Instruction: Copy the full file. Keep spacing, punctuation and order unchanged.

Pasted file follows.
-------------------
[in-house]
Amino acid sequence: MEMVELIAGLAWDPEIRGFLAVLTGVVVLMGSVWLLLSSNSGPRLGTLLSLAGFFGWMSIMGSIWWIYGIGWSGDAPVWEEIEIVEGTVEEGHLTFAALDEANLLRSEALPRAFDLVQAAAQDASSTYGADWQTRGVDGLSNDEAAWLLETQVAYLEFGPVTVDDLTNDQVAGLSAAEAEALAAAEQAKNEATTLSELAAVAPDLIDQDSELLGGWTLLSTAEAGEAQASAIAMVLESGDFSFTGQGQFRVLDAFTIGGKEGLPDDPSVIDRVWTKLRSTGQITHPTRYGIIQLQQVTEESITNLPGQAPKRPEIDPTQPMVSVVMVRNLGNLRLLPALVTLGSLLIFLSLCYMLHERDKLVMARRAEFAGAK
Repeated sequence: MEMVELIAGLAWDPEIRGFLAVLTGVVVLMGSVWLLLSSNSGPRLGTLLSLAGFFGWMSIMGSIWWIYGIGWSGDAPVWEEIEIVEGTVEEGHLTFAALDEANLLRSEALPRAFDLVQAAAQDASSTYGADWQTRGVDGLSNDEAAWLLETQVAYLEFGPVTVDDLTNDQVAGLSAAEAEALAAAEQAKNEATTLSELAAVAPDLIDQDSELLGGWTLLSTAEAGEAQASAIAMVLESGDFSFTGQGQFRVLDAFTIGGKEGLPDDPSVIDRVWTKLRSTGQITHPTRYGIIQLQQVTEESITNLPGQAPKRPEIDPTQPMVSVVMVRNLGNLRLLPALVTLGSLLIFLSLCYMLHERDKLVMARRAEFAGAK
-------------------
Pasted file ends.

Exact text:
[in-house]
Amino acid sequence: MEMVELIAGLAWDPEIRGFLAVLTGVVVLMGSVWLLLSSNSGPRLGTLLSLAGFFGWMSIMGSIWWIYGIGWSGDAPVWEEIEIVEGTVEEGHLTFAALDEANLLRSEALPRAFDLVQAAAQDASSTYGADWQTRGVDGLSNDEAAWLLETQVAYLEFGPVTVDDLTNDQVAGLSAAEAEALAAAEQAKNEATTLSELAAVAPDLIDQDSELLGGWTLLSTAEAGEAQASAIAMVLESGDFSFTGQGQFRVLDAFTIGGKEGLPDDPSVIDRVWTKLRSTGQITHPTRYGIIQLQQVTEESITNLPGQAPKRPEIDPTQPMVSVVMVRNLGNLRLLPALVTLGSLLIFLSLCYMLHERDKLVMARRAEFAGAK
Repeated sequence: MEMVELIAGLAWDPEIRGFLAVLTGVVVLMGSVWLLLSSNSGPRLGTLLSLAGFFGWMSIMGSIWWIYGIGWSGDAPVWEEIEIVEGTVEEGHLTFAALDEANLLRSEALPRAFDLVQAAAQDASSTYGADWQTRGVDGLSNDEAAWLLETQVAYLEFGPVTVDDLTNDQVAGLSAAEAEALAAAEQAKNEATTLSELAAVAPDLIDQDSELLGGWTLLSTAEAGEAQASAIAMVLESGDFSFTGQGQFRVLDAFTIGGKEGLPDDPSVIDRVWTKLRSTGQITHPTRYGIIQLQQVTEESITNLPGQAPKRPEIDPTQPMVSVVMVRNLGNLRLLPALVTLGSLLIFLSLCYMLHERDKLVMARRAEFAGAK